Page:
Benefits and costs

The revenue generated from the proposed amendments would be beneficial in that it would enhance the Authority’s ability to operate on a self-sustaining financial basis that is both fair and reasonable, while reducing its accumulated deficit in accordance with the Office of the Auditor General’s Special Examination Report of April 2008. These proposed amendments would also be beneficial in that the Authority could continue to provide a safe and efficient pilotage service in accordance with the requirements of the Pilotage Act. Based on 2012 traffic projections, the proposed tariff amendment of 2% should generate $350,000 in revenue and the 12% temporary tariff surcharge should generate $2 million of revenue to the Authority.

For an average-sized ship transiting the Seaway between Montréal and Thunder Bay, the pilotage charge in 2011 was $43,500 for a one-way trip. Should these proposed amendments be approved, the pilotage charge in 2012 would be $44,400 (approximately $2.00 a ton) for a one-way trip. For a round trip, the above charges are doubled. In future years, this tariff amount would decrease as the proposed temporary surcharge will expire on December 31, 2012.

There are presently fewer than 20 companies operating foreign-flag ships within the Great Lakes that must employ Authority pilots. For a foreign-flag ship transiting these waters, its pilotage costs represent approximately 3.5% of its total operating costs. With the adjustment in pilotage costs attributed to the two proposed amendments, it is estimated that its total pilotage costs would remain at approximately 3.5% of the ship’s total operating costs.

In certain districts within the Authority’s jurisdiction, pilotage is shared equally between Canadian and U.S. pilots on a rotational basis. The Authority and its U.S. counterpart regularly exchange information concerning pilotage rates. In 2012, the U.S. pilotage authority intends to increase its tariff rates by an overall 2% and if this occurs, the U.S. rates would be similar to those in Canada, based on parity of the dollar. The U.S. Authority 2012 tariff structure has not yet been finalized.

Rationale

In addressing its current accumulated deficit, the Authority evaluated the impact of a tariff increase and the continuance of the temporary tariff surcharge. This had to be done in a way that will enable the Authority to provide a safe and efficient pilotage service in accordance with the Pilotage Act, operate on a self-sustaining financial basis and reduce its current accumulated deficit. This proposed tariff amendment would ensure that its ships would continue to receive a safe, efficient and timely pilotage service that would protect the public and address environmental and social concerns, both now and in future years.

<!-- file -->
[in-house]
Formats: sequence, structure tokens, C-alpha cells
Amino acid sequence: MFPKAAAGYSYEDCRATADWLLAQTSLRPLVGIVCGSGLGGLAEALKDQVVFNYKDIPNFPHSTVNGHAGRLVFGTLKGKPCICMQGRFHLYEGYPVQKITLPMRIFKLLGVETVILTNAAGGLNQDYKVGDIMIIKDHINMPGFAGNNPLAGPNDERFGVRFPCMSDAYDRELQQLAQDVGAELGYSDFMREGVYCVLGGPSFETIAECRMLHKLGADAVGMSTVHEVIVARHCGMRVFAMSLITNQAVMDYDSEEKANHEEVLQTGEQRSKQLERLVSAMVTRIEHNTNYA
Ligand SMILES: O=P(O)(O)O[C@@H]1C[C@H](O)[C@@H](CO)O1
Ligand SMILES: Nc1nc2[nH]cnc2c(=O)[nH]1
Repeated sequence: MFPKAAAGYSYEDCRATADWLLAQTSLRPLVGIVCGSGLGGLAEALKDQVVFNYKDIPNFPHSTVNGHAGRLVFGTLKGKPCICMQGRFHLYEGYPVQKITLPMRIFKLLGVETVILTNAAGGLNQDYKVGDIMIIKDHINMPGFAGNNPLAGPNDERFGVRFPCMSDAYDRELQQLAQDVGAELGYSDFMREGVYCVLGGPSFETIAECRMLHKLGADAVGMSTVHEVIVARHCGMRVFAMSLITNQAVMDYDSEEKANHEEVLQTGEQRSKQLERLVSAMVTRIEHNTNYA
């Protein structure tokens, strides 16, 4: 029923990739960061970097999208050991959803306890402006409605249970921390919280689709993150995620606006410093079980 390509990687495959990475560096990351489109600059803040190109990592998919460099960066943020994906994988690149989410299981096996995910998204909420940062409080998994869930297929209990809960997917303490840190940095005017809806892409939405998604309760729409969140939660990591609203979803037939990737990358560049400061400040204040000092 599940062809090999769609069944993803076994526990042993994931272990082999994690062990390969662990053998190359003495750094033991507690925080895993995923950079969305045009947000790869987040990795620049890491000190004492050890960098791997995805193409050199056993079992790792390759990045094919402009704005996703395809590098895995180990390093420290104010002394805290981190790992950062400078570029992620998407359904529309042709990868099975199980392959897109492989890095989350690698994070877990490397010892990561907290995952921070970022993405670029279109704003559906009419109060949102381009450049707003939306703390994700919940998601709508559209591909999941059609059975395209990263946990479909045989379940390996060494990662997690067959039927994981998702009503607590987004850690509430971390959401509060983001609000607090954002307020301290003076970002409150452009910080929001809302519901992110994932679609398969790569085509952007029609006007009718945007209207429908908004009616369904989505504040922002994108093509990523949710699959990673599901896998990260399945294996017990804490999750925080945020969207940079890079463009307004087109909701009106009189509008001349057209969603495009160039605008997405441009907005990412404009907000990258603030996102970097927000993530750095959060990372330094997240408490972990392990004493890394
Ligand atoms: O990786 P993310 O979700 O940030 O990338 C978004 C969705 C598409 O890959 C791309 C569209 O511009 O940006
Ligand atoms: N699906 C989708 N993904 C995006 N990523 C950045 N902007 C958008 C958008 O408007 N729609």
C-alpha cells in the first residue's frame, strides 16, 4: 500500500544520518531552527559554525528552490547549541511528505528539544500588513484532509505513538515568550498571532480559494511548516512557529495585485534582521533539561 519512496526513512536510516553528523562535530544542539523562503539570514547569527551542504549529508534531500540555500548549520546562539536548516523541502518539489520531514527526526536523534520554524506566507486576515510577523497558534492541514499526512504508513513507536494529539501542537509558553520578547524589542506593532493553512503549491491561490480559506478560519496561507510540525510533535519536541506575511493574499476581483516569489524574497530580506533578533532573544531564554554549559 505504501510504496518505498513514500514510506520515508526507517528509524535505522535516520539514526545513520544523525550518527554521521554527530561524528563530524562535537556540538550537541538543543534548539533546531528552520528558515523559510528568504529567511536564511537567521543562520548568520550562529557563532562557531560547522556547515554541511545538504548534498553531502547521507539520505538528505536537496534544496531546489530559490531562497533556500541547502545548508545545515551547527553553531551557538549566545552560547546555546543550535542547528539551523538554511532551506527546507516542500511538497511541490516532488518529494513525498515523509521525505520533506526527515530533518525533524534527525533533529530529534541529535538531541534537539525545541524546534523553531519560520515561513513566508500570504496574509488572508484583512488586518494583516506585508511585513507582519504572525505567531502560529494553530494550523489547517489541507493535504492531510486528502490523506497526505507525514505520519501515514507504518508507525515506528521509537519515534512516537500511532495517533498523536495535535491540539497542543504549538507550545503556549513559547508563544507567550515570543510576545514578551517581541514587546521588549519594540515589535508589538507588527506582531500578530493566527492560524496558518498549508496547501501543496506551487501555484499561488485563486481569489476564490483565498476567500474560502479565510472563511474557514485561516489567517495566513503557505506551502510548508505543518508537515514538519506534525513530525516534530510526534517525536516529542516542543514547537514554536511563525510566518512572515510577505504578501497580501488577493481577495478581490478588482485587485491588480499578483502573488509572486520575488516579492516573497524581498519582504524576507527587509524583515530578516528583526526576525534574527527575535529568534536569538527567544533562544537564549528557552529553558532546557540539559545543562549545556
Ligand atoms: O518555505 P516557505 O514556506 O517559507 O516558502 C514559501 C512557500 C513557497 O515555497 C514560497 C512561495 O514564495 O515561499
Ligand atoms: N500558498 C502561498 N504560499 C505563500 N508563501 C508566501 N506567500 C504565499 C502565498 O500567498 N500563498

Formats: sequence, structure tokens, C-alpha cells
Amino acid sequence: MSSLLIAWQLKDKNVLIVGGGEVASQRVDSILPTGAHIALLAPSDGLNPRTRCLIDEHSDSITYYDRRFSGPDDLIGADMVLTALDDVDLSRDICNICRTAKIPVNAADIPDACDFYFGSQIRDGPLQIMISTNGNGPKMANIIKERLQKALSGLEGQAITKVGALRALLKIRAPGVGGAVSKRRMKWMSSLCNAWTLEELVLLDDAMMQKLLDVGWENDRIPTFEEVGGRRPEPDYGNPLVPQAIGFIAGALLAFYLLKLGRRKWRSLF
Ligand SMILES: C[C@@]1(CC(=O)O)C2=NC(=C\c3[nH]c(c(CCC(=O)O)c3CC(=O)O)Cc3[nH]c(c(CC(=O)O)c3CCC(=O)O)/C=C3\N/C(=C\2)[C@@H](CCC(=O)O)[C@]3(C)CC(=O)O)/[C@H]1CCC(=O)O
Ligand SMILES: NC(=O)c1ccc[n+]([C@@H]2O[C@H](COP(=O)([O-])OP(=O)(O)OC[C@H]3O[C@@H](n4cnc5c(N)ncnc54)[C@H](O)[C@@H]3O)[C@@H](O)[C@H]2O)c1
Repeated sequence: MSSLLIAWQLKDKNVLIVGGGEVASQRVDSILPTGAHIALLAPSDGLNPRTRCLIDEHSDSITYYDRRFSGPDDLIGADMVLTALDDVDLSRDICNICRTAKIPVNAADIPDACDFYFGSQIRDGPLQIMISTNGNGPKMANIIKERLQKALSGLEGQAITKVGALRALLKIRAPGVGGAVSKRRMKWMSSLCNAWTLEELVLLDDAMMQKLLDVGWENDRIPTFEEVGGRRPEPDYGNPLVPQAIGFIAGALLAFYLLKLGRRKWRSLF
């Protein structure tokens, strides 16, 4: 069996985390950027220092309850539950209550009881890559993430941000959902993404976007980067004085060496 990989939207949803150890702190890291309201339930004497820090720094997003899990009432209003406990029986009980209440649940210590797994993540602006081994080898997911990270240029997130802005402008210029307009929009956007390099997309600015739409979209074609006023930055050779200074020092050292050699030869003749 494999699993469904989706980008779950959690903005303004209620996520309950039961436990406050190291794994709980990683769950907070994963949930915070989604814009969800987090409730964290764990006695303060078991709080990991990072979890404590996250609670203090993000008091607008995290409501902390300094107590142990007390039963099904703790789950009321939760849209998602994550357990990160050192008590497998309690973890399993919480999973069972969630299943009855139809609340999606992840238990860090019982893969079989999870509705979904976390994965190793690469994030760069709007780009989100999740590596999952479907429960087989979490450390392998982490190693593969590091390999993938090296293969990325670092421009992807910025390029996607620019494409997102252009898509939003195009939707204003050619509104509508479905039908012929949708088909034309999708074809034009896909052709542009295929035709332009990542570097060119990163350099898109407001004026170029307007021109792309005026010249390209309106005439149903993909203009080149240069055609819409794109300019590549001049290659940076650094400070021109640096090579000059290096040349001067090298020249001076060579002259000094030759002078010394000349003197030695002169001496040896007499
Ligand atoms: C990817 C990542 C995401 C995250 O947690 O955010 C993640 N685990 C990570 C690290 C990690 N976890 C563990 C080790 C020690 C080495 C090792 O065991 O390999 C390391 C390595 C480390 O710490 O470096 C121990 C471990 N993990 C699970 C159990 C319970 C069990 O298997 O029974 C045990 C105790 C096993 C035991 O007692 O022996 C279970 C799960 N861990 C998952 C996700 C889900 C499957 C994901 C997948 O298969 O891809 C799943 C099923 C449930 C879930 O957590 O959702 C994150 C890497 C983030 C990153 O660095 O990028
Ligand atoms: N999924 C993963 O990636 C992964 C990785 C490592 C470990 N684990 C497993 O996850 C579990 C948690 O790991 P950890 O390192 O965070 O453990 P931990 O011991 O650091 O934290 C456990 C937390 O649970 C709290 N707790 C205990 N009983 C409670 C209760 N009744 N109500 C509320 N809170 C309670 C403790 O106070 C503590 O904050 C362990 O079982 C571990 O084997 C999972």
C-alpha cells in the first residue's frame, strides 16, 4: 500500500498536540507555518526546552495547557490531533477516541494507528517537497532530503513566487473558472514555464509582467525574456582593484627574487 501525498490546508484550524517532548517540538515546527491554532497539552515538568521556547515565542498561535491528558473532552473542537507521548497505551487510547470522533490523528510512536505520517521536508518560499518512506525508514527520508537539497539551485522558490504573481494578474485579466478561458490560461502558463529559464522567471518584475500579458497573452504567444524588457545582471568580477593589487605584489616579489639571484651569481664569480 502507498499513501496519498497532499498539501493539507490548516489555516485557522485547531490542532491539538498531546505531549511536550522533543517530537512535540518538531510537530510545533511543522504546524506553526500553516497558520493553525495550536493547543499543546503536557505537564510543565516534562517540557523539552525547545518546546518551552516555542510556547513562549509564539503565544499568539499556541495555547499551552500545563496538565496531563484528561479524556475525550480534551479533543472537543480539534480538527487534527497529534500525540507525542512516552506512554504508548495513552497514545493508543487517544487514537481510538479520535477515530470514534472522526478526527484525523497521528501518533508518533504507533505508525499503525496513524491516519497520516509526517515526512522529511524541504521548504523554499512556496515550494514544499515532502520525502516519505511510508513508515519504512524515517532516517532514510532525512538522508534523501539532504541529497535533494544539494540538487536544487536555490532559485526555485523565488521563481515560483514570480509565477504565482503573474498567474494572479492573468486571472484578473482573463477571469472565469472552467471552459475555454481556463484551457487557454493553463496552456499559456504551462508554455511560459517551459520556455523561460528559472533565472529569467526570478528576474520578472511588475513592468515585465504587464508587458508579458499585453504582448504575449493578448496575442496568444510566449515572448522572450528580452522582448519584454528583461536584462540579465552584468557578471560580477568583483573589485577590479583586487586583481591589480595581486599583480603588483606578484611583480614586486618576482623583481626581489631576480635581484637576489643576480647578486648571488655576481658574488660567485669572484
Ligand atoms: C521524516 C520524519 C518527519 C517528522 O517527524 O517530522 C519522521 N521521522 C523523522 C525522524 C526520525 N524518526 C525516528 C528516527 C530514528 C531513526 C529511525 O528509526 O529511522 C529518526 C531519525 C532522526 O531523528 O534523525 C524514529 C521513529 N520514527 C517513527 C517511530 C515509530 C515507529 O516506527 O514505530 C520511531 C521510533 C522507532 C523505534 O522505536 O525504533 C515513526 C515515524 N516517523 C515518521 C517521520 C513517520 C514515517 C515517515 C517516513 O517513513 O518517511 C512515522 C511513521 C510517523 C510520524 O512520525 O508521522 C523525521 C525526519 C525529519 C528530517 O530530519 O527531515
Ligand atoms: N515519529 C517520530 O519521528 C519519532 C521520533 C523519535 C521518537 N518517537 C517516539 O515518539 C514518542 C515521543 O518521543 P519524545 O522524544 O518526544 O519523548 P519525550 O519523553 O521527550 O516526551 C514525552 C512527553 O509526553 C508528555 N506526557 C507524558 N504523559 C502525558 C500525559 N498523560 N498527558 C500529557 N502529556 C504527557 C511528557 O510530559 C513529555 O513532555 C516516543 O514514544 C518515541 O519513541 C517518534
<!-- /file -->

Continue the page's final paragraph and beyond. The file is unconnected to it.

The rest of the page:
This tariff amendment will generate $350,000 of extra revenue and the temporary tariff surcharge will generate $2 million of extra revenue and will be used to cover the Authority’s operating expenses and to generate an operating surplus in 2012 in order to reduce the accumulated deficit. The Authority will not be able to eliminate its accumulated deficit by 2014 without the revenue generated by the temporary tariff surcharge which was set at 12%.

The Authority plans to replace its current PPU’s with a fully integrated software hardware and state of the art system at a cost of $250,000 per year. This cost is part of the Authority’s operating expenses. These new PPU’s are designed to function as a situational awareness and decision support tool for marine pilots operating in high-risk marine navigation environments. The PPU’s will require significant ongoing technical support, system maintenance and training as well as periodic software architecture upgrades to support the integration of the latest advances in e-navigation functionality and navigation chart formats. They will also increase efficiency and safety for all users, therefore reducing operating costs.

With respect to international cooperation and coordination, it should be noted that the Authority regularly exchanges information concerning pilotage rates and other matters with its U.S. pilotage counterpart since pilotage is shared on an equal basis in certain districts within the Authority’s jurisdiction. The U.S. tariffs are comparable to the Canadian tariffs.

The proposed tariff amendment is consistent with the directive from the Treasury Board and the recommendation of the Auditor General as contained in its Special Examination Report of April 2008. This requires the Authority to take appropriate measures to become financially self-sufficient and eliminate its deficit.

Consultation